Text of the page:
One-time research projects. NLIHC is also always working on other research projects. In November of 2014, we released a report on the housing needs of veterans that was funded by the Home Depot Foundation. We continue to work with the Public and Affordable Housing Research Corporation (PAHRC) to maintain and update the National Housing Preservation Database, an inventory of all federally subsidized properties in the country. In the coming months we will release findings from our Alignment Project, a comprehensive analysis of the incomes of households currently served by federal housing programs, and the strategies used by developers to achieve deep affordability without the use of federal housing vouchers.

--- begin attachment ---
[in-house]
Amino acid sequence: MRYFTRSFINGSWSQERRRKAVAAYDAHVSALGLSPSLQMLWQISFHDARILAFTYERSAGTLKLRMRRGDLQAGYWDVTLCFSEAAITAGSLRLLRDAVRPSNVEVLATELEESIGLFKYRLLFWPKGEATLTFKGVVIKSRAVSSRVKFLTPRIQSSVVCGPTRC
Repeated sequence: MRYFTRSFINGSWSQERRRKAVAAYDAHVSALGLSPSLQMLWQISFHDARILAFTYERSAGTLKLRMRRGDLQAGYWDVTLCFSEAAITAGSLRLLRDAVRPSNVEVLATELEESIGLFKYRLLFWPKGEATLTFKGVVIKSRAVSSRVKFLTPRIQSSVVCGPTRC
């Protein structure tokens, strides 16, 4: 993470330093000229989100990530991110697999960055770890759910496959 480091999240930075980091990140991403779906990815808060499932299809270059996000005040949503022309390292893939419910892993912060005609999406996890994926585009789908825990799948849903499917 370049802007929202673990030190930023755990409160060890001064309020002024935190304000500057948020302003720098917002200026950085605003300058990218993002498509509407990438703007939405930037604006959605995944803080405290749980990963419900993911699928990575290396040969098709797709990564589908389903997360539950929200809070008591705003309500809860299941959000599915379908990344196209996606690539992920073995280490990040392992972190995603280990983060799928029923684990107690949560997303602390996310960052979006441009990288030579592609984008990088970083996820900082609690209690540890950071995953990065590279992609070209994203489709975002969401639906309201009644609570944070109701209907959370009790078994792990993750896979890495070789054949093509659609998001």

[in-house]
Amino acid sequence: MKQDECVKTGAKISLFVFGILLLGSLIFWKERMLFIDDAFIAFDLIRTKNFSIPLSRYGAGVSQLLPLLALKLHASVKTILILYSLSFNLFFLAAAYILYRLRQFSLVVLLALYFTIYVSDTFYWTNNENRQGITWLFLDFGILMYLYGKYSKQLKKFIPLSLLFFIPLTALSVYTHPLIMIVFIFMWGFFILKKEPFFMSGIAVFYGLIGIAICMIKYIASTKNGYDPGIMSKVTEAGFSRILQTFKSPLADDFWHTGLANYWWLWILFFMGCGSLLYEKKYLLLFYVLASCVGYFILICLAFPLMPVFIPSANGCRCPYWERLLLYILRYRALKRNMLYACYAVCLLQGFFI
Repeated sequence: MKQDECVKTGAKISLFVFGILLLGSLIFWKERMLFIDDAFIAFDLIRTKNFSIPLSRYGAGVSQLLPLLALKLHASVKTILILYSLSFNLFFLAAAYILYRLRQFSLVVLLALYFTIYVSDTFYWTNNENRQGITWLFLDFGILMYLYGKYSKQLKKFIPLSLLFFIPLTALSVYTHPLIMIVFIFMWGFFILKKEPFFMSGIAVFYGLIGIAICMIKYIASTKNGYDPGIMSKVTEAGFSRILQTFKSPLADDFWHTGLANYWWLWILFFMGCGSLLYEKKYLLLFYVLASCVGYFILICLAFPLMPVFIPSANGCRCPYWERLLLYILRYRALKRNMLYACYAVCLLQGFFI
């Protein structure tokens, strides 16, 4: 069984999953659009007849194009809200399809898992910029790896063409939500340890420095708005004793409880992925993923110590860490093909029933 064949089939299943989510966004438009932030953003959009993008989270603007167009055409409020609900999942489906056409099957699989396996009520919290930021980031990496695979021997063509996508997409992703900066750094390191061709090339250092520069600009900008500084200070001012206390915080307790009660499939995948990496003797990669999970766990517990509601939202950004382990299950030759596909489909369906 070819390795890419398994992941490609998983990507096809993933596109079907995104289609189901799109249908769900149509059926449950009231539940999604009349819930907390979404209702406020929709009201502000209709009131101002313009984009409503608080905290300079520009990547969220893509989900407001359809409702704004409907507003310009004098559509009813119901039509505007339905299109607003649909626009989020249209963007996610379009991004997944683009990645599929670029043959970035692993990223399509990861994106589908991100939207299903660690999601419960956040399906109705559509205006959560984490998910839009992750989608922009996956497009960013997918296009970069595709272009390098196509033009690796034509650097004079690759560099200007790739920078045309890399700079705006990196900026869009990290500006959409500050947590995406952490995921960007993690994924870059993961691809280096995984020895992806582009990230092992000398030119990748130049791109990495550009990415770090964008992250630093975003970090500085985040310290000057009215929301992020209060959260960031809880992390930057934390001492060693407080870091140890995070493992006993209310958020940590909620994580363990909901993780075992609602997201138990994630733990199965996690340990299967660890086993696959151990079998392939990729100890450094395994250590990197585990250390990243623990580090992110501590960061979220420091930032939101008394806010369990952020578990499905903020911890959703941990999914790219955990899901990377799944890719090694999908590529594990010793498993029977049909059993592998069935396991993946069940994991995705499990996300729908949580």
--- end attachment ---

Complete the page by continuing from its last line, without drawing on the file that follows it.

All of the data that the research team collects and analyzes make it clear that those suffering most from a lack of affordable housing in America are the lowest income residents. NLIHC’s research team is committed to providing advocates with the tools needed to take that message to their local, state, and federal policymakers.

Leave a comment

Filed under Uncategorized